Latest Updates Required for Clean Install

I have been a User of Windows for Many Years.
And like many others, it’s always nice to Download The Latest Version/Build when Performing a Clean Install.
In fact a Clean install is most beneficial when New Updates are Released .
Now that I am Trying out Fedora 40 Spins Cinnamon 1.14. I thought it would be nice to d/l the Latest Fedora Build .
However, They Don’t Appear to Upgrade and Change Their Version Number very Frequently.
From what I have observed in the past the current version number will not update and change until the next major release of the o/s.
So we are left at the hands of the developers and either accept their updates, or just not install them.
We can’t just d/l the latest build hopping that would include all the latest updates so we could do a clean install

Can you clarify what you mean by “don’t appear to upgrade and change their version number very frequenty”?

If you’re referring to the installation images, no, we don’t release updated images regularly. That’s because it is not possible for the community to regularly re-run the whole batch of tests (see the QA team’s page ) again and again. It’s really a lot of work, and it’s hard enough running them all once for the release :slight_smile:

However, there are a few ways one can install an “updated build”:

  • use the netinstall/server installer—this connects to the repositories and one can get updated versions of packages directly
  • use updated isos that the community generates (but these are not official releases because they haven’t been through the whole QA cycle): Index of /pub/alt/live-respins
  • just use the release ISOs and then run an update immediately—most of us do this.

If you’re speaking about individual package updates, we have policies for them—we don’t just always update all packages to their latest versions:

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Ankur,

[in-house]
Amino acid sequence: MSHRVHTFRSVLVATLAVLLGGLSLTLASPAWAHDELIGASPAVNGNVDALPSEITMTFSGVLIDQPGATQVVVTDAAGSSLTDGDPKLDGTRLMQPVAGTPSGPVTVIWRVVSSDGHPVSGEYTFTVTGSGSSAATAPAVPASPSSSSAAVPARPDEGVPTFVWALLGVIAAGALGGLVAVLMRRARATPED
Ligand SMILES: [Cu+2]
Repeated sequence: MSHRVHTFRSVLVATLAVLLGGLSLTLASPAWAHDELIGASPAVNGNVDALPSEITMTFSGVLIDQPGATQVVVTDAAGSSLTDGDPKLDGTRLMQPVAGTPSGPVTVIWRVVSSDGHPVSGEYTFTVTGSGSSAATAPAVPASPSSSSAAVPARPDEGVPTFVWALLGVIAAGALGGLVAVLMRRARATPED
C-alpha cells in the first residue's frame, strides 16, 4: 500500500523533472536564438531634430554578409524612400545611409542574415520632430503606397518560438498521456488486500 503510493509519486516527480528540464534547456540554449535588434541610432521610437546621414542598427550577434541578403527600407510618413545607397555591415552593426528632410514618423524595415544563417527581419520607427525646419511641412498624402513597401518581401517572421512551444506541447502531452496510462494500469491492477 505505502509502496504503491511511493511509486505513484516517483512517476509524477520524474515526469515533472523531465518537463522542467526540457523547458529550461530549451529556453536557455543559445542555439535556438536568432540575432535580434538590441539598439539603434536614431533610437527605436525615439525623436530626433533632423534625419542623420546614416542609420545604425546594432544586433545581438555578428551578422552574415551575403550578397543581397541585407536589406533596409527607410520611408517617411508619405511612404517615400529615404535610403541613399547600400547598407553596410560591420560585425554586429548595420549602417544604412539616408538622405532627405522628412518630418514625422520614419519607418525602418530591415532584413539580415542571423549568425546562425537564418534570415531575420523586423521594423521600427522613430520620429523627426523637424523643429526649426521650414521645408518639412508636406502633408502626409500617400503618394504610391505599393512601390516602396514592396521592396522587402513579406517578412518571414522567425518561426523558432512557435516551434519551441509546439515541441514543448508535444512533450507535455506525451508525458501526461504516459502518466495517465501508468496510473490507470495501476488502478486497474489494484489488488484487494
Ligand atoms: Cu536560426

Thank you for your Speedt Reply.
Your Information Has Helped Me.
To put you in the Picture, let me Explain How I Keep My Windows 10 Clean Install ISO’s Up to Date.
I Use Ntlite and Slipstream All the Latest Updates from M/S ( Microsoft ) along with All My System Hardware Drivers.
Then when m/s release new updates I can grab the last ISO, I made and Update it with the Latest Patches/updates.
That way ,a Clean install , when completed only requires a few updates to bring the system up to date.
Now with Fedora, it doesn’t seem to make any difference in Using a Copy released say 2 months ago or one say 2 days ago.
After a Clean install there are Hundreds of Updates to install .

Yes, as I said, the community only makes one set of “release images”. I am not aware of a system that allows one to update an existing iso with new patches and so on. One has to regenerate the whole image, because a few things have to be done to make it “live”, ie., to allow people to use it off the image without installing.

The options I’ve given above are what I’m aware of. The updated images are probably closest to what you’re looking for, but if you’re happy to install over the internet, the server/netinstall image is all you need to get the latest package versions.

I install on an install network and use kickstart with networking turned on so it is always going to get the latest packages. Upon first boot an attempt to update shows nothing to update.

I think I remember that using the workstation live installer does the same thing. It is only the installer application(s) it(them)selves that remain at the released version.

If microsoft distributes a single image that has all updates such that files are never overwritten with patched versions during installation that is way further ahead then they have ever been. Nowhere near linux installers though.

Back in the day (NT5 renamed MSWindows 2000) I tried to get microsoft’s network installer going. Eventually microsoft reneged on their promise to support one. More recently but still a number of years ago the microsoft update images have to be applied on top of each other until the final application of an update results in a patched system image. Updated install images included the update images. Very messy. The Sun jumpstart was way better and kickstart is way better than jumpstart.

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You could just update your system with dnf -y distro-sync and make an image of your system, and if you become really handy with your filesystem you can Snapshot/Backup as well.

Basically mounting your aforementioned image, and applying updates to it. If you get really good at it you can mount this as a virtual machine image and test within the VM or a container !

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